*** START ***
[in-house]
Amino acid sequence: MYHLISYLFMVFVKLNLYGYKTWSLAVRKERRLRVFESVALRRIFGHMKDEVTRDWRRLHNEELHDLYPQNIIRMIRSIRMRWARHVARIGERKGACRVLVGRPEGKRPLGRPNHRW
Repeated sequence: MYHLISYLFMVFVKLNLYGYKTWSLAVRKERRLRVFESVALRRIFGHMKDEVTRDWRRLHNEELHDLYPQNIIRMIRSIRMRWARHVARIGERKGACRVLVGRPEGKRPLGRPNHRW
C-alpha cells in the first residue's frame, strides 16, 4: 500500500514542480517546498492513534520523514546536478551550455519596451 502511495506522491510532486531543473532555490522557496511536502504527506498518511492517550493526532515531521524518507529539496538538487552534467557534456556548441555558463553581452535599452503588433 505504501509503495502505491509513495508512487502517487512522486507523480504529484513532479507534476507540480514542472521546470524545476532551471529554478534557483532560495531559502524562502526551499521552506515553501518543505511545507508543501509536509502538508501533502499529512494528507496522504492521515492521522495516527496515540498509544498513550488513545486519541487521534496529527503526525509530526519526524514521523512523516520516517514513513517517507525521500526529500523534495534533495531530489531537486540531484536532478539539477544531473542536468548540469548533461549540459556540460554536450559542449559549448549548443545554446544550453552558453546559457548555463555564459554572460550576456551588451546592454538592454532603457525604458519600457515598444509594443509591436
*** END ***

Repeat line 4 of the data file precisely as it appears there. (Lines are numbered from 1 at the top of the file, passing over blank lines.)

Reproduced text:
C-alpha cells in the first residue's frame, strides 16, 4: 500500500514542480517546498492513534520523514546536478551550455519596451 502511495506522491510532486531543473532555490522557496511536502504527506498518511492517550493526532515531521524518507529539496538538487552534467557534456556548441555558463553581452535599452503588433 505504501509503495502505491509513495508512487502517487512522486507523480504529484513532479507534476507540480514542472521546470524545476532551471529554478534557483532560495531559502524562502526551499521552506515553501518543505511545507508543501509536509502538508501533502499529512494528507496522504492521515492521522495516527496515540498509544498513550488513545486519541487521534496529527503526525509530526519526524514521523512523516520516517514513513517517507525521500526529500523534495534533495531530489531537486540531484536532478539539477544531473542536468548540469548533461549540459556540460554536450559542449559549448549548443545554446544550453552558453546559457548555463555564459554572460550576456551588451546592454538592454532603457525604458519600457515598444509594443509591436